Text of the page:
WHERE WE STAND — The Amicus Briefs

WHERE WE STAND — The Amicus Briefs

Last week three amicus curiae (Latin for “friend of the court”) briefs in support of Dr. Mark Ridley-Thomas’s appeal were filed before the Ninth Circuit Court of Appeals. These friend of the court briefs merit our attention. They reflect the growing sentiment among Federal public defenders, bipartisan elected officials, civil rights legal scholars and observers alike that MRT’s March 2023 conviction on various bribery, conspiracy and honest service fraud charges should be reversed or, at the very least, warrant a new trial.

We stand by their three respective conclusions. First, the United States Attorney’s Office (USAO) used its prosecutorial discretion to fabricate a unique and unprecedented interpretation of the laws governing honest services fraud and bribery to prosecute Mark Ridley-Thomas. Second, the chilling effect this prosecution represents on legitimate policy making and regular political behavior has far reaching implications for the functioning of representative democracy. Third, the USAO removed representatives of the one demographic group - Black women - in the jury pool whose life experiences could best distinguish a “thing of value” from “optics.”

As understanding of the case expands, the motivations of the USAO are being questioned. Suspicions raised by the arguments advanced in the briefs underscore calls for constraints on government prosecutors’ headlong rush to criminalize basic and essential aspects of electoral representation.

Further, we make note of the fact that these friend of the court briefs come from an impressive and diverse array of advocates. Former Los Angeles County Supervisor Sheila Kuehl and former California Republican Party Chair Jim Brulte, a former state legislator (Assembly and Senate), are signatories to the brief that describes the violation of state sovereignty as well as the “chilling effect” on public policy and democratic representation this case would have if allowed to stand. The government’s theory is unprecedented and we believe unconstitutional. Unless overturned, this decision could open the floodgates to prosecution of routine government operations targeting both elected officials and constituents.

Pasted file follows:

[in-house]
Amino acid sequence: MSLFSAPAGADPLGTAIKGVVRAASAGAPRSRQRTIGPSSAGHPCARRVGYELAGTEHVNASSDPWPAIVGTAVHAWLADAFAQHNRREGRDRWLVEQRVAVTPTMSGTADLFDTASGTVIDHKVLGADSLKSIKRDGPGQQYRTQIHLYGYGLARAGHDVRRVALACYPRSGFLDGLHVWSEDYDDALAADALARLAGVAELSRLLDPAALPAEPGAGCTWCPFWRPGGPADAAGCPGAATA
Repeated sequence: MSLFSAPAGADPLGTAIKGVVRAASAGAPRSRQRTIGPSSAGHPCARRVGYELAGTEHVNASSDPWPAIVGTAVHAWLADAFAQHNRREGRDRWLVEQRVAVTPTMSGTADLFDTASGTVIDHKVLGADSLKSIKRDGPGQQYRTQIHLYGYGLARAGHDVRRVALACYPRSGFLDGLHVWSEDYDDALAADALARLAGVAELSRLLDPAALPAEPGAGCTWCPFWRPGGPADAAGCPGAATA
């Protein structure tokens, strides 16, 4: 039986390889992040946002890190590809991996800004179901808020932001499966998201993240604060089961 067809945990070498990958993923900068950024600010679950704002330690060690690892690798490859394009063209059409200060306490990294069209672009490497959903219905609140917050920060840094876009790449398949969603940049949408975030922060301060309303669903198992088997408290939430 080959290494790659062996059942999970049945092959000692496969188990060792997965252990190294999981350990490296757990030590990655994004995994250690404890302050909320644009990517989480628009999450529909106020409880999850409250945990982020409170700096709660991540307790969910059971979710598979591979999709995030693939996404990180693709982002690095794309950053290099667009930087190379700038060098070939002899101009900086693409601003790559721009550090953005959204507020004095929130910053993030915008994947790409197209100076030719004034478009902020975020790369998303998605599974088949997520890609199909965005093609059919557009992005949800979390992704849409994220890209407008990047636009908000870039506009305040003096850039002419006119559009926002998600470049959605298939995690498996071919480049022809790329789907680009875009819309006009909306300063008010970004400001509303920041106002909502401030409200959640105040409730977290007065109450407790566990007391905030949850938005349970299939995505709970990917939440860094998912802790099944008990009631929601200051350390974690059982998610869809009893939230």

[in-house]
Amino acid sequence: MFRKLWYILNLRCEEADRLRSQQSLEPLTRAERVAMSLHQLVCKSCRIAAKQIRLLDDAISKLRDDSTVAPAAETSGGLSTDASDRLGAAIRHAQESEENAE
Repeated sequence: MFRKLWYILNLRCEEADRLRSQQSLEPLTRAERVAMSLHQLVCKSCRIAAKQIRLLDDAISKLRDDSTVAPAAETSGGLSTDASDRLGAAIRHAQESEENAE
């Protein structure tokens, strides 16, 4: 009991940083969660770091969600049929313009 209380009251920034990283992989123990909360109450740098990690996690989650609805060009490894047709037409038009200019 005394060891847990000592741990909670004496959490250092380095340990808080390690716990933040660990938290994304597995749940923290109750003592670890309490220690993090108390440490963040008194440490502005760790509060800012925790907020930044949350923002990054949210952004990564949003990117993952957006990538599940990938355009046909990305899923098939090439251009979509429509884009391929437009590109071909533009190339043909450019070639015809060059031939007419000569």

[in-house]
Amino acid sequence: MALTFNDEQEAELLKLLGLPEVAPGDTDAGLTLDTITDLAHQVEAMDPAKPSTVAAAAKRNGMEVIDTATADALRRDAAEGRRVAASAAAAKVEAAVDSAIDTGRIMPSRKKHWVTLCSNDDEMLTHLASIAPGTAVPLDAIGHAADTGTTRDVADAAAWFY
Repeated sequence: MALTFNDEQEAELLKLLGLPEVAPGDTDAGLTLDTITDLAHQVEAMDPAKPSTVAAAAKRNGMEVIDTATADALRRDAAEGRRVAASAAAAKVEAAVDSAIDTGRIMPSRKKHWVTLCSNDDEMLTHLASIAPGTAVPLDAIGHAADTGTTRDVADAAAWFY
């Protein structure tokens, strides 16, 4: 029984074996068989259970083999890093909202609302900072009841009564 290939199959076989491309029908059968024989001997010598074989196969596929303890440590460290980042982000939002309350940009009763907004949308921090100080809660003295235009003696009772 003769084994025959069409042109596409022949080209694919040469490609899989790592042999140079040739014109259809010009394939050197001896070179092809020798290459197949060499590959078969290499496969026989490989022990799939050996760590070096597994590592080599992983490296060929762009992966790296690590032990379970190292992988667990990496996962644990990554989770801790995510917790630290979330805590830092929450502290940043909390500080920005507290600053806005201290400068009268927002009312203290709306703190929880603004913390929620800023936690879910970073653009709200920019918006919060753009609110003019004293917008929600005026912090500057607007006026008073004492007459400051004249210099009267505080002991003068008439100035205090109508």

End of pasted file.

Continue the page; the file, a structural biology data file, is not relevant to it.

According to the Kuehl-Brulte brief, the prosecution’s interpretation of honest services fraud interferes with the normal, customary representation of elected officials and would subject well-meaning contributions made by politicians to non-profit entities and academic institutions to prosecutorial investigation and indictment. No longer would an elected official freely participate in ribbon cuttings or related honorific events they may have had a hand in supporting (e.g. facilitating meetings, granting a zoning variance, shaping programmatic design, funding and promoting innovative demonstration projects, endorsing grant applications, etc.) for fear that doing so might enhance their “electability” optics, and therefore subject them to criminal prosecution.

This is relevant because MRT was one of the most effective and powerful politicians in California. He enjoyed an unparalleled record of servant leadership before his unwarranted October 2021 indictment. He represented the University of Southern California, a key institutional constituent, for three decades as an elected official, where he received numerous accolades as an alumnus, advocate and public servant. He accessed the university’s academic talent and resources in ways that benefitted and strengthened his district. And most importantly, Dr. Ridley-Thomas adhered to and complied with State and local conflict of interest disclosure and campaign finance laws and regulations.